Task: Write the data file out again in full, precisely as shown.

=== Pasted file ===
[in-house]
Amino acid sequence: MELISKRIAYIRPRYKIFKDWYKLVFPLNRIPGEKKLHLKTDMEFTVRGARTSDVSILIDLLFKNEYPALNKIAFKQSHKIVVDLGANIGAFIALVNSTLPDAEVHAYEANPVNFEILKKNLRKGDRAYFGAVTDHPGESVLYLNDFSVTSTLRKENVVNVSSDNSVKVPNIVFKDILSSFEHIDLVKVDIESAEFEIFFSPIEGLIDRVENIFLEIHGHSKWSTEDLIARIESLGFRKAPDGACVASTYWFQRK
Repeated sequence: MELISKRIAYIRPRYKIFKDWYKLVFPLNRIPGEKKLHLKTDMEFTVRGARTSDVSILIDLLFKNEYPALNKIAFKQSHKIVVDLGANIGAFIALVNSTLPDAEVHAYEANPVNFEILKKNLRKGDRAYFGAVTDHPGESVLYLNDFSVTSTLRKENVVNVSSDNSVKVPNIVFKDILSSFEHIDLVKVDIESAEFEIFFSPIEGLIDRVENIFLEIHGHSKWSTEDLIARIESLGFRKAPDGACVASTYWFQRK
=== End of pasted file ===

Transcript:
[in-house]
Amino acid sequence: MELISKRIAYIRPRYKIFKDWYKLVFPLNRIPGEKKLHLKTDMEFTVRGARTSDVSILIDLLFKNEYPALNKIAFKQSHKIVVDLGANIGAFIALVNSTLPDAEVHAYEANPVNFEILKKNLRKGDRAYFGAVTDHPGESVLYLNDFSVTSTLRKENVVNVSSDNSVKVPNIVFKDILSSFEHIDLVKVDIESAEFEIFFSPIEGLIDRVENIFLEIHGHSKWSTEDLIARIESLGFRKAPDGACVASTYWFQRK
Repeated sequence: MELISKRIAYIRPRYKIFKDWYKLVFPLNRIPGEKKLHLKTDMEFTVRGARTSDVSILIDLLFKNEYPALNKIAFKQSHKIVVDLGANIGAFIALVNSTLPDAEVHAYEANPVNFEILKKNLRKGDRAYFGAVTDHPGESVLYLNDFSVTSTLRKENVVNVSSDNSVKVPNIVFKDILSSFEHIDLVKVDIESAEFEIFFSPIEGLIDRVENIFLEIHGHSKWSTEDLIARIESLGFRKAPDGACVASTYWFQRK